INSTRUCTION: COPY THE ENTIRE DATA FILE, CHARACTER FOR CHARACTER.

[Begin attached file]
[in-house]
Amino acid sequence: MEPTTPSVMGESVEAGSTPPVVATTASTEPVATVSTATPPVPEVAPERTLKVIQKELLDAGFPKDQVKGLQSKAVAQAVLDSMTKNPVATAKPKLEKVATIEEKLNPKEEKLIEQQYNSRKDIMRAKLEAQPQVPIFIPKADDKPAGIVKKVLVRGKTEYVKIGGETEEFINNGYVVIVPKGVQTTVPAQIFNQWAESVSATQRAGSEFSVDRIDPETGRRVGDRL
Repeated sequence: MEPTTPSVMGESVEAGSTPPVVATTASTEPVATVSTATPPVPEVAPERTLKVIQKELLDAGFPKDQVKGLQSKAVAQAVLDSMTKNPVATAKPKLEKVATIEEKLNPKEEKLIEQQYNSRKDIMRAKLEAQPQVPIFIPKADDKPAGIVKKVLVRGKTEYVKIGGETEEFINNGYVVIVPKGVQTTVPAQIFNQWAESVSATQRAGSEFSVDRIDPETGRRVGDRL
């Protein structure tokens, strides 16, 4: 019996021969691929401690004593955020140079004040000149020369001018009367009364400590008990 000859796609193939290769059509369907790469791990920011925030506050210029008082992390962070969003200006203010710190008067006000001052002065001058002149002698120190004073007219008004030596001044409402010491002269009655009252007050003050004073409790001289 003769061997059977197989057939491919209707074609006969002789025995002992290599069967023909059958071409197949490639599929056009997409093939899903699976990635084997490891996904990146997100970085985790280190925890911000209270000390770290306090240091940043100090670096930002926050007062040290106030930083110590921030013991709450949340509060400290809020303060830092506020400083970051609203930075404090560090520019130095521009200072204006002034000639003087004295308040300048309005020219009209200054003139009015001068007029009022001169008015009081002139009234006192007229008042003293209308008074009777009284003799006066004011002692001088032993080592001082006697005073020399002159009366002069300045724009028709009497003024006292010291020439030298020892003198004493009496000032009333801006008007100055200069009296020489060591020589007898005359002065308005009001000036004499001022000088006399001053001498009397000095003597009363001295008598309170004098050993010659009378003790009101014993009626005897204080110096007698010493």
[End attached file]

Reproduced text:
[in-house]
Amino acid sequence: MEPTTPSVMGESVEAGSTPPVVATTASTEPVATVSTATPPVPEVAPERTLKVIQKELLDAGFPKDQVKGLQSKAVAQAVLDSMTKNPVATAKPKLEKVATIEEKLNPKEEKLIEQQYNSRKDIMRAKLEAQPQVPIFIPKADDKPAGIVKKVLVRGKTEYVKIGGETEEFINNGYVVIVPKGVQTTVPAQIFNQWAESVSATQRAGSEFSVDRIDPETGRRVGDRL
Repeated sequence: MEPTTPSVMGESVEAGSTPPVVATTASTEPVATVSTATPPVPEVAPERTLKVIQKELLDAGFPKDQVKGLQSKAVAQAVLDSMTKNPVATAKPKLEKVATIEEKLNPKEEKLIEQQYNSRKDIMRAKLEAQPQVPIFIPKADDKPAGIVKKVLVRGKTEYVKIGGETEEFINNGYVVIVPKGVQTTVPAQIFNQWAESVSATQRAGSEFSVDRIDPETGRRVGDRL
């Protein structure tokens, strides 16, 4: 019996021969691929401690004593955020140079004040000149020369001018009367009364400590008990 000859796609193939290769059509369907790469791990920011925030506050210029008082992390962070969003200006203010710190008067006000001052002065001058002149002698120190004073007219008004030596001044409402010491002269009655009252007050003050004073409790001289 003769061997059977197989057939491919209707074609006969002789025995002992290599069967023909059958071409197949490639599929056009997409093939899903699976990635084997490891996904990146997100970085985790280190925890911000209270000390770290306090240091940043100090670096930002926050007062040290106030930083110590921030013991709450949340509060400290809020303060830092506020400083970051609203930075404090560090520019130095521009200072204006002034000639003087004295308040300048309005020219009209200054003139009015001068007029009022001169008015009081002139009234006192007229008042003293209308008074009777009284003799006066004011002692001088032993080592001082006697005073020399002159009366002069300045724009028709009497003024006292010291020439030298020892003198004493009496000032009333801006008007100055200069009296020489060591020589007898005359002065308005009001000036004499001022000088006399001053001498009397000095003597009363001295008598309170004098050993010659009378003790009101014993009626005897204080110096007698010493």